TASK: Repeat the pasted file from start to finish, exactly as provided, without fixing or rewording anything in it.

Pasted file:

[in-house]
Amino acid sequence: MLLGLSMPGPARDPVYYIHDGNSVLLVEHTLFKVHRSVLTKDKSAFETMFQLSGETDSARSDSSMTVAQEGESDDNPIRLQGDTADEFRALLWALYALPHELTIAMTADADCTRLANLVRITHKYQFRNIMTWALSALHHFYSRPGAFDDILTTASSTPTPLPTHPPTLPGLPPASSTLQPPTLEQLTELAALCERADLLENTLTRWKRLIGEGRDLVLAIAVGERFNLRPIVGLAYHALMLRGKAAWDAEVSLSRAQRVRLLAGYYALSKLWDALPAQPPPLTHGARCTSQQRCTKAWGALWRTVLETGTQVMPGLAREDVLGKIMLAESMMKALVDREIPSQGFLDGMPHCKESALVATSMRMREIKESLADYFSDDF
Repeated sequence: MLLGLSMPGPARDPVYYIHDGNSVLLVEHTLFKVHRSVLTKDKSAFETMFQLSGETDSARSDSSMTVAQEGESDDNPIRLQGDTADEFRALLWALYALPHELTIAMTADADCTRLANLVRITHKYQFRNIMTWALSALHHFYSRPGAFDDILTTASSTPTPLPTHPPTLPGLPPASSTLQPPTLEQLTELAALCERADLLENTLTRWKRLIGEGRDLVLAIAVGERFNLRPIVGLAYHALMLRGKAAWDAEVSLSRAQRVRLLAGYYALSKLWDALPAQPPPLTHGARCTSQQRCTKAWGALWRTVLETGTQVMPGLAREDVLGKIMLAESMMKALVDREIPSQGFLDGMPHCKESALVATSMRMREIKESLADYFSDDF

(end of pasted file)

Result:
[in-house]
Amino acid sequence: MLLGLSMPGPARDPVYYIHDGNSVLLVEHTLFKVHRSVLTKDKSAFETMFQLSGETDSARSDSSMTVAQEGESDDNPIRLQGDTADEFRALLWALYALPHELTIAMTADADCTRLANLVRITHKYQFRNIMTWALSALHHFYSRPGAFDDILTTASSTPTPLPTHPPTLPGLPPASSTLQPPTLEQLTELAALCERADLLENTLTRWKRLIGEGRDLVLAIAVGERFNLRPIVGLAYHALMLRGKAAWDAEVSLSRAQRVRLLAGYYALSKLWDALPAQPPPLTHGARCTSQQRCTKAWGALWRTVLETGTQVMPGLAREDVLGKIMLAESMMKALVDREIPSQGFLDGMPHCKESALVATSMRMREIKESLADYFSDDF
Repeated sequence: MLLGLSMPGPARDPVYYIHDGNSVLLVEHTLFKVHRSVLTKDKSAFETMFQLSGETDSARSDSSMTVAQEGESDDNPIRLQGDTADEFRALLWALYALPHELTIAMTADADCTRLANLVRITHKYQFRNIMTWALSALHHFYSRPGAFDDILTTASSTPTPLPTHPPTLPGLPPASSTLQPPTLEQLTELAALCERADLLENTLTRWKRLIGEGRDLVLAIAVGERFNLRPIVGLAYHALMLRGKAAWDAEVSLSRAQRVRLLAGYYALSKLWDALPAQPPPLTHGARCTSQQRCTKAWGALWRTVLETGTQVMPGLAREDVLGKIMLAESMMKALVDREIPSQGFLDGMPHCKESALVATSMRMREIKESLADYFSDDF